Moore reported seeing increasing interest from corporate investors who are looking for socially responsible investments. “As affordable housing becomes higher on the list of priorities in this country, you’re going to see more and more of those socially responsible investors coming into the marketplace,” he said.

Tony Alfieri, managing director of tax credit investments at RBC Capital Markets’ Tax Credit Equity Group, added that a number of his investors have been keen on veterans housing deals.

Looking ahead to 2015, Alfieri said he sees the possibility of yields dipping to about 6 percent by mid-year. RBC buys credits about nine months in advance of selling them, and he’s watching the pricing trends and the orders coming in from investors. “If you work through the equation, yields are coming down,” he said.

Even in this heated market, deal terms have held steady, according to Stohr, explaining that top bank investors need to maintain strong underwriting terms.

While no one predicted any immediate changes in the market, panel members noted that a rise in interest rates would lead to lower pricing. If there is a change in interest rates or property performance, “you will see investor demand fluctuate with the realities of the market,” Leopold said.

The return of tax reform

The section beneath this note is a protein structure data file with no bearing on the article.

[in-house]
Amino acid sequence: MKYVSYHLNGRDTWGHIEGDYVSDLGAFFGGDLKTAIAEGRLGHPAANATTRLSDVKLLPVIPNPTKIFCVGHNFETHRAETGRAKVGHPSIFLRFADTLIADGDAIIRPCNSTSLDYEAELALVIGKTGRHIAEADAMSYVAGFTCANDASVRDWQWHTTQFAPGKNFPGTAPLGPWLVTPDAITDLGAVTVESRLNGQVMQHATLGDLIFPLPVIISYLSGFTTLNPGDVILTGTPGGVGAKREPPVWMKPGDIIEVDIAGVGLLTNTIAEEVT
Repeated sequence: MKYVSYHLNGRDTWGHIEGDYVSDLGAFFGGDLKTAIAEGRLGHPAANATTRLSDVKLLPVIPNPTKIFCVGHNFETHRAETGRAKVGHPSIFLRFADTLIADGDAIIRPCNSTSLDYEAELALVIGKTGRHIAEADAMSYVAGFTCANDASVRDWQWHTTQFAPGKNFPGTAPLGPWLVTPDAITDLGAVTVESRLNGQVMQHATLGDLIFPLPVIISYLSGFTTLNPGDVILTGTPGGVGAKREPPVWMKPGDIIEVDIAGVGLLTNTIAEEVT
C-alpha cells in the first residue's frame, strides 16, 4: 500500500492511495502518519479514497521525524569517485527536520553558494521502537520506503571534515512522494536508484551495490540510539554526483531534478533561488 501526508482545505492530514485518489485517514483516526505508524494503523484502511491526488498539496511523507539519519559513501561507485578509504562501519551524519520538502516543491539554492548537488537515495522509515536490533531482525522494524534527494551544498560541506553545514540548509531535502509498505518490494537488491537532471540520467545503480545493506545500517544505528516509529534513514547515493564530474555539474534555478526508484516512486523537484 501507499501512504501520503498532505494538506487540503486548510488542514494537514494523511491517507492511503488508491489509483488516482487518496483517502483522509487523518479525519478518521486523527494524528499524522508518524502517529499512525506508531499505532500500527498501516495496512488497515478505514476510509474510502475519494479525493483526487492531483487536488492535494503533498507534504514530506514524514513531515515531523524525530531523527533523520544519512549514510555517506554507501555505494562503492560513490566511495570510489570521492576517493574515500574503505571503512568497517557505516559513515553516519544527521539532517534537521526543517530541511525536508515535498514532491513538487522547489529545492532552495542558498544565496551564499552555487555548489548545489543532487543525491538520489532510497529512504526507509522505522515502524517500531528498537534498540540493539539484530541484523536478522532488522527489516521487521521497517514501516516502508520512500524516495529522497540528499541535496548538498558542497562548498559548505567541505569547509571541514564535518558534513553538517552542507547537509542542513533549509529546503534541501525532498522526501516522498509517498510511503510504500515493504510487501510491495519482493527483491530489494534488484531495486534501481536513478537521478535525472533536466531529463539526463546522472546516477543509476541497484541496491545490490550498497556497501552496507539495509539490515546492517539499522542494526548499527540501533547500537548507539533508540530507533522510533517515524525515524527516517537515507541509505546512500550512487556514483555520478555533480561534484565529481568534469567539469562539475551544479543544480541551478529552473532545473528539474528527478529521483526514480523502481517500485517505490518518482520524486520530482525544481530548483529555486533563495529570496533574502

Moderator Michelle Norris, president of National Church Residences Development Corp., also quizzed the panel about the prospects of tax reform and what it would mean for the LIHTC program.

“The whole tax reform is back in the forefront with the Republicans winning both the House and the Senate,” said Dominick Buffa, managing director at First Sterling Financial, a LIHTC syndicator.

Citing a 2013 report by the national accounting firm Novogradac & Co., Buffa described how changes in the tax code could result in a reduction in LIHTC prices and overall equity.  Specifically, Novogradac looked at what would happen to prices if the corporate tax rate were to drop below the current 35 percent level.

The firm determined that a reduction in the top tax rate to 25 percent could reduce LIHTC investor equity prices for a 9 percent new construction investment between 4 and 8 cents, or more. And, a reduction in the tax rate to 25 percent combined with extended depreciation periods could reduce investor equity prices for a 9 percent new construction deal between 6 and 9 cents, or more.

In its report, Affordable Rental Housing After Tax Reform: Calculating Corporate Tax Reform’s Possible Effects on Equity Raised from Low-Income Housing Tax Credits, Novogradac also raises concerns that tax changes could result in a loss of $221 million to nearly $1 billion in annual equity raised, which would significantly reduce the total number of affordable housing units built or rehabilitated each year.

“What I’m concerned about is the amount of uncertainty that it’s going to raise in the market,” Buffa said.

First, the affordable housing industry has to make sure the LIHTC program survives tax reform, said Sfreddo. That means keeping in front of the issue and continuing education about the benefits of the program.

Connect with Donna Kimura, deputy editor of Affordable Housing Finance, on Twitter @DKimura_AHF.